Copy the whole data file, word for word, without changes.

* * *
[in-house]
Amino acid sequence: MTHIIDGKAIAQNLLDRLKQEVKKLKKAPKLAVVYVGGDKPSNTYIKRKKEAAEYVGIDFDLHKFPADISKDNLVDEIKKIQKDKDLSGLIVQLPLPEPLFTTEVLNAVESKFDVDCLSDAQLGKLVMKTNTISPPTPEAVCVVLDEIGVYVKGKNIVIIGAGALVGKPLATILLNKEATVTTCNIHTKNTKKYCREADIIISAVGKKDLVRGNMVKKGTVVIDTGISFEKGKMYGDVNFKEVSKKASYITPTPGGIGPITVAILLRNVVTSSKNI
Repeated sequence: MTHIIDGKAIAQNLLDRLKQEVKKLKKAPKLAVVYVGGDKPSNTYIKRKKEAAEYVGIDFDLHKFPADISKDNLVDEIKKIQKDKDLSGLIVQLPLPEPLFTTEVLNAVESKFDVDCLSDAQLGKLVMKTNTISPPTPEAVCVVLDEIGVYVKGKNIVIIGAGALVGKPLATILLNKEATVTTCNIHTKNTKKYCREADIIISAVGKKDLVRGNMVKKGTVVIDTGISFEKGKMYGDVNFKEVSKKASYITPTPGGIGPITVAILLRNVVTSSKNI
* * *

[in-house]
Amino acid sequence: MTHIIDGKAIAQNLLDRLKQEVKKLKKAPKLAVVYVGGDKPSNTYIKRKKEAAEYVGIDFDLHKFPADISKDNLVDEIKKIQKDKDLSGLIVQLPLPEPLFTTEVLNAVESKFDVDCLSDAQLGKLVMKTNTISPPTPEAVCVVLDEIGVYVKGKNIVIIGAGALVGKPLATILLNKEATVTTCNIHTKNTKKYCREADIIISAVGKKDLVRGNMVKKGTVVIDTGISFEKGKMYGDVNFKEVSKKASYITPTPGGIGPITVAILLRNVVTSSKNI
Repeated sequence: MTHIIDGKAIAQNLLDRLKQEVKKLKKAPKLAVVYVGGDKPSNTYIKRKKEAAEYVGIDFDLHKFPADISKDNLVDEIKKIQKDKDLSGLIVQLPLPEPLFTTEVLNAVESKFDVDCLSDAQLGKLVMKTNTISPPTPEAVCVVLDEIGVYVKGKNIVIIGAGALVGKPLATILLNKEATVTTCNIHTKNTKKYCREADIIISAVGKKDLVRGNMVKKGTVVIDTGISFEKGKMYGDVNFKEVSKKASYITPTPGGIGPITVAILLRNVVTSSKNI